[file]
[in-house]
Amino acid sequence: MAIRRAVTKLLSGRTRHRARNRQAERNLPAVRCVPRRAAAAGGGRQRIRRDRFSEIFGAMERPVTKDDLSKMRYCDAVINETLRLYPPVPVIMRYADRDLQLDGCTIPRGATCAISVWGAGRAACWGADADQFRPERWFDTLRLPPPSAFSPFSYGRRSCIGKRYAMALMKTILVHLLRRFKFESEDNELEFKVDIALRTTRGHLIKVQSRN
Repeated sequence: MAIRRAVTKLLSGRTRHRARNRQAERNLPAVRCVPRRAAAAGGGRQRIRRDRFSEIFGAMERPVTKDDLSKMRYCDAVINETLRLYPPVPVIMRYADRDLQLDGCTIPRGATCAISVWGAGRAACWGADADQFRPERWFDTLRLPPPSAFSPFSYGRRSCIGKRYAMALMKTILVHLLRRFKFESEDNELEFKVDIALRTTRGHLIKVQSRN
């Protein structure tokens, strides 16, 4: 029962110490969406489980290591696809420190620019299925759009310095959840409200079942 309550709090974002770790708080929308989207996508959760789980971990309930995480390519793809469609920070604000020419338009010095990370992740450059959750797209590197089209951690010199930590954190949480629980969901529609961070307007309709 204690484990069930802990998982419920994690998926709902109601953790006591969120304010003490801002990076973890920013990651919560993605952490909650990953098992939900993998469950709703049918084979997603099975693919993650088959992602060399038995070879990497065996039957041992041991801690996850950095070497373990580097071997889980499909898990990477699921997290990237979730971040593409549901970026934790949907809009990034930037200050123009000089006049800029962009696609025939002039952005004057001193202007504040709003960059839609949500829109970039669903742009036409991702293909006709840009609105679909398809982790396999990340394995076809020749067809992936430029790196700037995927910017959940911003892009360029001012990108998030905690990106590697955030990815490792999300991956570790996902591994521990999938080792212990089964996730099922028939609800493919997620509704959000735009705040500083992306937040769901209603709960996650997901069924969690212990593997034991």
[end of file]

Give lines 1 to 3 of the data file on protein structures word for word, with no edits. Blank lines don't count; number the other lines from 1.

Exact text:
[in-house]
Amino acid sequence: MAIRRAVTKLLSGRTRHRARNRQAERNLPAVRCVPRRAAAAGGGRQRIRRDRFSEIFGAMERPVTKDDLSKMRYCDAVINETLRLYPPVPVIMRYADRDLQLDGCTIPRGATCAISVWGAGRAACWGADADQFRPERWFDTLRLPPPSAFSPFSYGRRSCIGKRYAMALMKTILVHLLRRFKFESEDNELEFKVDIALRTTRGHLIKVQSRN
Repeated sequence: MAIRRAVTKLLSGRTRHRARNRQAERNLPAVRCVPRRAAAAGGGRQRIRRDRFSEIFGAMERPVTKDDLSKMRYCDAVINETLRLYPPVPVIMRYADRDLQLDGCTIPRGATCAISVWGAGRAACWGADADQFRPERWFDTLRLPPPSAFSPFSYGRRSCIGKRYAMALMKTILVHLLRRFKFESEDNELEFKVDIALRTTRGHLIKVQSRN